In late July, Professor Joan Heminway attended and presented at the 20th Congress of the International Academy of Comparative Law in Fukuoka, Japan as the U.S Rapporteur on The Legal Regulation of Crowdfunding, one of the legal regulatory projects featured at the Congress. Her written report will be published in book form with other national reports and a general report at a later date.

Professor Michael Higdon’s article titled The Quasi-Parent Conundrum will be published in volume 90 of the UNIVERSITY OF COLORADO LAW REVIEW.

Associate Dean Alex Long’s article, Abolishing the Suicide Rule, is forthcoming in volume 113 of the NORTHWESTERN UNIVERSITY LAW REVIEW.

The Inaugural Women’s Leadership in Academia Conference was held at the University of Georgia School of Law on July 19-20, 2018. Professor Joy Radice, Professor Paula Schaefer, and Dean Melanie Wilson led a workshop titled Leadership Challenges and Solutions Over the Course of a Career. Professor Joan Heminway spoke in a session titled Outside the Four Walls of the Law School: Law Faculty and Staff as Campus and University Service Leaders. The University of Tennessee College of Law is one of seven partner institutions that will coordinate efforts to develop and promote future Women’s Leadership in Academia conferences. Our other partner schools are Brigham Young University, J. Reuben Clark Law School, Michigan State University College of Law, UCLA School of Law, University of Georgia School of Law, University of Virginia School of Law, and Yale Law School.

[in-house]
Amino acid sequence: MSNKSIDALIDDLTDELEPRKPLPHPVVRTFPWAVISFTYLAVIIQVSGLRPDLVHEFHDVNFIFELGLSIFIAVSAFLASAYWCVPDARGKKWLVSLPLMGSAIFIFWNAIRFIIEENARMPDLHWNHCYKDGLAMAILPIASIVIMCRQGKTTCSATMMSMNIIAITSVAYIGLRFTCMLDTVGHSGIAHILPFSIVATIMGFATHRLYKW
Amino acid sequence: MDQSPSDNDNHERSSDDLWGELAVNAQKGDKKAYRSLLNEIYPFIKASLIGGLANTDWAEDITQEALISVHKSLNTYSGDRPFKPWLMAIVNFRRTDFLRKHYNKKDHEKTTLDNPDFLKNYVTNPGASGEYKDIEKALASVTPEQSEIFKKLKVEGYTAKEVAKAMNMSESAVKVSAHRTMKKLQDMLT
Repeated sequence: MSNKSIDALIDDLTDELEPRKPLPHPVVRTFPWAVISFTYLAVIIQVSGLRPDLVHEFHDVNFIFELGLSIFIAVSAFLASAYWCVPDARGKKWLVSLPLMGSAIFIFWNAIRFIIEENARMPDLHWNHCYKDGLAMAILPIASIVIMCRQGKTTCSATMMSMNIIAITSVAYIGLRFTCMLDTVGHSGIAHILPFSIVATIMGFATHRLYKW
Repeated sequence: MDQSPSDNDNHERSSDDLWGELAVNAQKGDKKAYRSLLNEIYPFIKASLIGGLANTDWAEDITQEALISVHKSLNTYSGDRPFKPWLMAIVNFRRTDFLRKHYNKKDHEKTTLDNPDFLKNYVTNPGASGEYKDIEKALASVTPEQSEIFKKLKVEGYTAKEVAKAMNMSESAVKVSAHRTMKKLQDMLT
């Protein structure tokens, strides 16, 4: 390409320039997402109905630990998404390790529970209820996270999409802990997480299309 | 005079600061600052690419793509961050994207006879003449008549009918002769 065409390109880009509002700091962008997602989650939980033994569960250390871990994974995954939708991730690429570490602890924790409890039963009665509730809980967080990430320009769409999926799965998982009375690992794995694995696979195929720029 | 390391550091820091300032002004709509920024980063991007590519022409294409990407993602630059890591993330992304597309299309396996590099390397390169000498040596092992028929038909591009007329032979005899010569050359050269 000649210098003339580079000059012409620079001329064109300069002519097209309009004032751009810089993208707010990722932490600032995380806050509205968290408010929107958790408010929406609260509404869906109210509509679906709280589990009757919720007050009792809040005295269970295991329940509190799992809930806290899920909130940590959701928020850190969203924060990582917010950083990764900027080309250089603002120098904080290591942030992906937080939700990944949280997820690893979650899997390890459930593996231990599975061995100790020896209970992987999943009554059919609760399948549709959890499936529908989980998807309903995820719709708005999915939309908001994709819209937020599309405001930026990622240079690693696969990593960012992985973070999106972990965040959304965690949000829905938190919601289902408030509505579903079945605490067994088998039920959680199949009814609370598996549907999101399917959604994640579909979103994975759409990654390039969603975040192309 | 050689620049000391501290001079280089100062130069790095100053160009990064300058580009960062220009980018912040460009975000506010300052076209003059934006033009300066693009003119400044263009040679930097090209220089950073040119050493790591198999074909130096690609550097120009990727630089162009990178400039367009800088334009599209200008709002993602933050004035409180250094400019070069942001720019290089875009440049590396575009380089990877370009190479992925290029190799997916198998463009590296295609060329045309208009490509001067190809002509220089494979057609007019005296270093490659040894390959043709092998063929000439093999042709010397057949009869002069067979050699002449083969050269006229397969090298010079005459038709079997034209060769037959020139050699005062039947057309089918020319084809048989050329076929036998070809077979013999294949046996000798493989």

Professor Glenn Harlan Reynolds’ The Third Amendment in the 21st Century, 82 TENN. L. REV. 491 (2015) was recently cited by Judge Don Willett of the U.S. Court of Appeals for the Fifth Circuit, in the case of Mance v. Holder.

Professor Glenn Harlan Reynolds published a News & Review Essay in the Wall Street Journal on August 17, entitled “When Digital Platforms Become Censors.” The essay discusses concerns about how “internet megaplatforms” such as YouTube, Facebook, and Twitter, censor content they deem objectionable.

Professor Reynolds is an amicus curiae in Worman v. Healey, a Second Amendment case raising the question of whether states can ban weapons in common use. He is joined by Professors Randy Barnett of Georgetown University Law Center, Robert Cottrol of George Washington University, Nicholas Johnson of Fordham University, and Joyce Lee Malcolm of George Mason University, among others.

Professor Greg Stein’s article, Regulatory Takings in the State Courts: A Typical Case Offers Valuable Guidance to Lawyers, has been published in the August 2018 issue of ACREL NEWS & NOTES, a newsletter published by the American College of Real Estate Lawyers.